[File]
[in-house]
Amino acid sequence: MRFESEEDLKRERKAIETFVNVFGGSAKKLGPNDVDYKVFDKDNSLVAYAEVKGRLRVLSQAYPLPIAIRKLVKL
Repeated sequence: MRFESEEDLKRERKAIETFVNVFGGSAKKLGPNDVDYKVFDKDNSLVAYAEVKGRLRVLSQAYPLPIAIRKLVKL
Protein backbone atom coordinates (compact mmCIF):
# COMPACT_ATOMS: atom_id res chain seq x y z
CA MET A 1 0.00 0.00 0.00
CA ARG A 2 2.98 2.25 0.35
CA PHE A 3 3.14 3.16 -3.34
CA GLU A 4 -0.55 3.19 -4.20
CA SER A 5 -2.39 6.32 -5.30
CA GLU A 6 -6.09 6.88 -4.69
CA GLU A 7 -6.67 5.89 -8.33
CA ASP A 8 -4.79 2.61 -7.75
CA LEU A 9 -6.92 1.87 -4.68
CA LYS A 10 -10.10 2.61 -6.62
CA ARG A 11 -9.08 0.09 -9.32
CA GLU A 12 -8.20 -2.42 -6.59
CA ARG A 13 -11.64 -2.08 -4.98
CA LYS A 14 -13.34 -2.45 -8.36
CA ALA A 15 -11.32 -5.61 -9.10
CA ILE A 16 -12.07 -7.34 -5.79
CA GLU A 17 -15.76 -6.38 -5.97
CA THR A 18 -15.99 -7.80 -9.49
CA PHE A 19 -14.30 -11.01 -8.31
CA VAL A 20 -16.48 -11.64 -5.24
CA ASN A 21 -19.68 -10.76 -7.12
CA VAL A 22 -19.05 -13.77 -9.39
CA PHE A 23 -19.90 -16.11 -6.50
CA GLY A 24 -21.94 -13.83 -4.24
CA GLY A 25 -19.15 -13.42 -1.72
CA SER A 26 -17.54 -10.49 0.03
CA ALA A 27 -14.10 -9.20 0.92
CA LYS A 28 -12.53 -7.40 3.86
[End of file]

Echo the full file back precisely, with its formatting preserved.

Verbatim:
[in-house]
Amino acid sequence: MRFESEEDLKRERKAIETFVNVFGGSAKKLGPNDVDYKVFDKDNSLVAYAEVKGRLRVLSQAYPLPIAIRKLVKL
Repeated sequence: MRFESEEDLKRERKAIETFVNVFGGSAKKLGPNDVDYKVFDKDNSLVAYAEVKGRLRVLSQAYPLPIAIRKLVKL
Protein backbone atom coordinates (compact mmCIF):
# COMPACT_ATOMS: atom_id res chain seq x y z
CA MET A 1 0.00 0.00 0.00
CA ARG A 2 2.98 2.25 0.35
CA PHE A 3 3.14 3.16 -3.34
CA GLU A 4 -0.55 3.19 -4.20
CA SER A 5 -2.39 6.32 -5.30
CA GLU A 6 -6.09 6.88 -4.69
CA GLU A 7 -6.67 5.89 -8.33
CA ASP A 8 -4.79 2.61 -7.75
CA LEU A 9 -6.92 1.87 -4.68
CA LYS A 10 -10.10 2.61 -6.62
CA ARG A 11 -9.08 0.09 -9.32
CA GLU A 12 -8.20 -2.42 -6.59
CA ARG A 13 -11.64 -2.08 -4.98
CA LYS A 14 -13.34 -2.45 -8.36
CA ALA A 15 -11.32 -5.61 -9.10
CA ILE A 16 -12.07 -7.34 -5.79
CA GLU A 17 -15.76 -6.38 -5.97
CA THR A 18 -15.99 -7.80 -9.49
CA PHE A 19 -14.30 -11.01 -8.31
CA VAL A 20 -16.48 -11.64 -5.24
CA ASN A 21 -19.68 -10.76 -7.12
CA VAL A 22 -19.05 -13.77 -9.39
CA PHE A 23 -19.90 -16.11 -6.50
CA GLY A 24 -21.94 -13.83 -4.24
CA GLY A 25 -19.15 -13.42 -1.72
CA SER A 26 -17.54 -10.49 0.03
CA ALA A 27 -14.10 -9.20 0.92
CA LYS A 28 -12.53 -7.40 3.86